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I'm working on a web application that lets a user design ad-hoc queries against an employee database. The queries are designed in an AJAX web based interface where the user specifies groups of crtieria that get intersected together, i'm trying to add functionality to also allow the user introduce date relationships between crtieria. For example, here's a sample (problematic) generated code for a query that says "Give me all employees that had at least 3 audits 150+ days after they started on the job"

select * FROM  
    (   
        SELECT employee_id 
               , max(employee_start_date) employee_start_date  
        from employees 
        where employee_salary_type in (55, 66, 77) 
    group by employee_id having count(*) >= 1
   ) employee_criteria_1,
  ( 
   SELECT employee_id 
             ,max(audit_date) audit_date  
       from employees 
   where job_audit_id in (5, 6, 7)  
   -- They had at least 3 audits
  group by employee_id having count(*) >= 3     
) employee_criteria_2
WHERE 
     employee_criteria_1.employee_id = employee_criteria_2.employee_id 
  -- The audits must have happened at least 150 days after employee's start date
   and   employee_criteria_2.audit_date > employee_criteria_1.employee_start_date + 150

As you notice, each criteria from the UI gets generated into a SQL SELECT block, the all are intersected together. Here's my problem:

The query above checks whether the employee had at least 3 audits, and the last audit MAX occurs 150 days after start date INSTEAD of the 3 audits occur 150+ after start date.

You might ask, "well, why do you have a max(audit_date) statement then?" The reason is that I need to have an aggregate function in order for the group by to work (the group here is generated out of the "occurs at least 3 times" high-level query criteria).

So, what can I add to this code (without much changes, cause i'd like to keep this code generation mechanism) so that i'm now checking that all those 3 occurrences/audits happen 150+ days after (instead of only the max one)??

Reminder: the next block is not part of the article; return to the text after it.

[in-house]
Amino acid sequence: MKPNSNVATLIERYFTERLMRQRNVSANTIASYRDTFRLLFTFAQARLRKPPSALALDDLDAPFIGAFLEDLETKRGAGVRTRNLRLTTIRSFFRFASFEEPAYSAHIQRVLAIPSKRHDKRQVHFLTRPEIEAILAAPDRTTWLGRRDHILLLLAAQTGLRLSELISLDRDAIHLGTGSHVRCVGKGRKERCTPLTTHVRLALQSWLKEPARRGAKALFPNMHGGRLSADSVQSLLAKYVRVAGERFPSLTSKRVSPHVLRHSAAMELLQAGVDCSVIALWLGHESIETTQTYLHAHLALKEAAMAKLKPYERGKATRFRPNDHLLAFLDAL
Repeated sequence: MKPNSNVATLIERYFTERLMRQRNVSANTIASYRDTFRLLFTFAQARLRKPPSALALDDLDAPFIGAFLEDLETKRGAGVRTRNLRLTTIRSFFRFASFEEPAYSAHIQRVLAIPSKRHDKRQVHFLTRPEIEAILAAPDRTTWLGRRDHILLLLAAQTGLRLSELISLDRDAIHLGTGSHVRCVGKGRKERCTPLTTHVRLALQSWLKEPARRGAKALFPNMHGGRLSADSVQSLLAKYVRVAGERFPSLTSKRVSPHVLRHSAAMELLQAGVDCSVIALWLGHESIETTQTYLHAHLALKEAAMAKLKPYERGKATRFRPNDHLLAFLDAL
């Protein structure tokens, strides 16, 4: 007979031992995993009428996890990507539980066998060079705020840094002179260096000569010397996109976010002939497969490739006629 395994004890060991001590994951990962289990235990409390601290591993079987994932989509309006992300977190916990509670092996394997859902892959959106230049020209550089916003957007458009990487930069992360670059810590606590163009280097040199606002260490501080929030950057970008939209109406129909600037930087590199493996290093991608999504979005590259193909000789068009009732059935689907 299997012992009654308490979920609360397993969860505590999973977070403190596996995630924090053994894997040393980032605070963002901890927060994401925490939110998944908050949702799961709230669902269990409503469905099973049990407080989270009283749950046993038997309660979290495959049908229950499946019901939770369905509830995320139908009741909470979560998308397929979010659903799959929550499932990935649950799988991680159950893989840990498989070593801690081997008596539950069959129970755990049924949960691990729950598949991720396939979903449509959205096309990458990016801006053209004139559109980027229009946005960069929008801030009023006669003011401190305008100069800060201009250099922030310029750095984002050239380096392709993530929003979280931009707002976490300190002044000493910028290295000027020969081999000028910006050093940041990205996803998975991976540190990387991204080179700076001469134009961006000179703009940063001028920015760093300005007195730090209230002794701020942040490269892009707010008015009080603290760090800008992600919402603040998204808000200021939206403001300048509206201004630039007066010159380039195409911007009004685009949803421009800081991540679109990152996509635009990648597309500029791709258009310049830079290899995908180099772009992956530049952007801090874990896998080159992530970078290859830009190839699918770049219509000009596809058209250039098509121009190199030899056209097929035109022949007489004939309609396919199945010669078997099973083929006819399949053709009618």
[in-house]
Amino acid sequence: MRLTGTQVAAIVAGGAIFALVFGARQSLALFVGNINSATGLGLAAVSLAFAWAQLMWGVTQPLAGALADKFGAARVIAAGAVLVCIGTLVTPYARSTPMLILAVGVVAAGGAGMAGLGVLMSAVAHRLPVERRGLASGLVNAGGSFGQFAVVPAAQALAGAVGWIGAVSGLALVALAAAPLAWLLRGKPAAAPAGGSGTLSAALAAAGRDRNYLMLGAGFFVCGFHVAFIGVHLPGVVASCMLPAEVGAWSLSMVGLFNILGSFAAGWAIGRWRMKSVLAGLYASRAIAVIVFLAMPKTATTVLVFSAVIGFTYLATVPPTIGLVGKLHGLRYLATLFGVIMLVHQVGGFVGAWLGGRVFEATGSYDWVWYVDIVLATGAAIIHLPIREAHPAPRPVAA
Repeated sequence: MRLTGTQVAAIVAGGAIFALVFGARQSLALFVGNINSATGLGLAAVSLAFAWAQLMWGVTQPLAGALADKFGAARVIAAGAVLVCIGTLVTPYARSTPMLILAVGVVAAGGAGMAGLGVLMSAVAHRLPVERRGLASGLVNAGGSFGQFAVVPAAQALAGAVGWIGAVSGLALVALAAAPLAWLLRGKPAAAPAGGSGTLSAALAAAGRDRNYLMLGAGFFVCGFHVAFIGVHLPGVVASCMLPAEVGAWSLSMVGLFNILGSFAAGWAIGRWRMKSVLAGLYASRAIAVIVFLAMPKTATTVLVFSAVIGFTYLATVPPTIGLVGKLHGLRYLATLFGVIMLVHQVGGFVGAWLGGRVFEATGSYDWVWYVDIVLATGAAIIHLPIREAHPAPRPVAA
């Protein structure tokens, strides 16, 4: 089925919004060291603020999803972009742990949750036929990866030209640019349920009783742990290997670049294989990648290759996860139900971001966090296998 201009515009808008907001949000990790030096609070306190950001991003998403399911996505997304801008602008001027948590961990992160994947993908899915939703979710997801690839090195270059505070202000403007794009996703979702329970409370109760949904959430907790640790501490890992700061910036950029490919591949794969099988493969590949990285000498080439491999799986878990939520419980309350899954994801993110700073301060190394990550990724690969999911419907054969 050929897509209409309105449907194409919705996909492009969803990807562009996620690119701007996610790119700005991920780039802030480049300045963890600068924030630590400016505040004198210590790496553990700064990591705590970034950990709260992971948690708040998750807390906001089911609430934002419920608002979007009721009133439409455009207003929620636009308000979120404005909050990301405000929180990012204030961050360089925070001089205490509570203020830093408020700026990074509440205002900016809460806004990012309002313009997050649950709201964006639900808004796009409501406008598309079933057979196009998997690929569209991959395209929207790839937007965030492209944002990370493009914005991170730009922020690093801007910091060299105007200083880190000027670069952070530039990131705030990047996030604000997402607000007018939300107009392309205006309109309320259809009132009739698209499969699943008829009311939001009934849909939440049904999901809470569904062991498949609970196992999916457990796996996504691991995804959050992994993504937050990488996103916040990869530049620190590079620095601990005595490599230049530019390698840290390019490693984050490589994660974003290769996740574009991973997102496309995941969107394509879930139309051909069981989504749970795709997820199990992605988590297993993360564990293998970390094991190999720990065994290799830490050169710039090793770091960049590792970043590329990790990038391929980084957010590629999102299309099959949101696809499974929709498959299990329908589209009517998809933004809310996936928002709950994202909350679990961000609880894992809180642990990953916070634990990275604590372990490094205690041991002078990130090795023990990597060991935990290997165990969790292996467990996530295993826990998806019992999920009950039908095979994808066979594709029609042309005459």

Thanks!

share|improve this question
    
so wouldn't that be the MIN(audit_date) then? (if the "oldest" one of 3 occurred 150+ days after the emp start date, then all 3 fit that bill as well) –  tbone May 25 '11 at 18:41
    
True for this case, but also I would the code generation template to be flexible as the first criteria dates could be something other than employee start date. Is there a way to capture the dates of each of those audit occurrences within this query? –  wsb3383 May 25 '11 at 18:46
    
also, what if an audit occurred 2 days after they started and then 4 audits occurred 150+ days after? the MIN would capture the one 2 days after which would return no results (even though there are 4 audits later on) –  wsb3383 May 25 '11 at 18:48
    
why not then just remove the group by and having count(1) > 3 check from the 2nd inline select (output ALL audit dates here), and then do your criteria check in the outer where clause (as a filter)? ie, you seem to do some of the criteria check in the inline select (count >= 3) and try to do remainder in where clause –  tbone May 25 '11 at 18:58
    
It seems like your database model is not normalized, maybe I'm wrong but the audits should be a different table and then you could rewrite the queries in –  Lluis Martinez May 25 '11 at 22:22

1 Answer 1

It sounds like you need to look into window functions, and possibly the having clause rather than the where clause.

share|improve this answer
    
Just started looking into, thanks for the tip! Do you have any suggestion how this could effectively be applied into the case above? –  wsb3383 May 25 '11 at 19:47
    
Usually, databases only allow window functions in the select/order by clauses, so this means using a subquery, and then filtering the results. (Note that this will invariably lead to a full table scan unless you insert the where clauses in the subselect.) –  Denis May 25 '11 at 19:50

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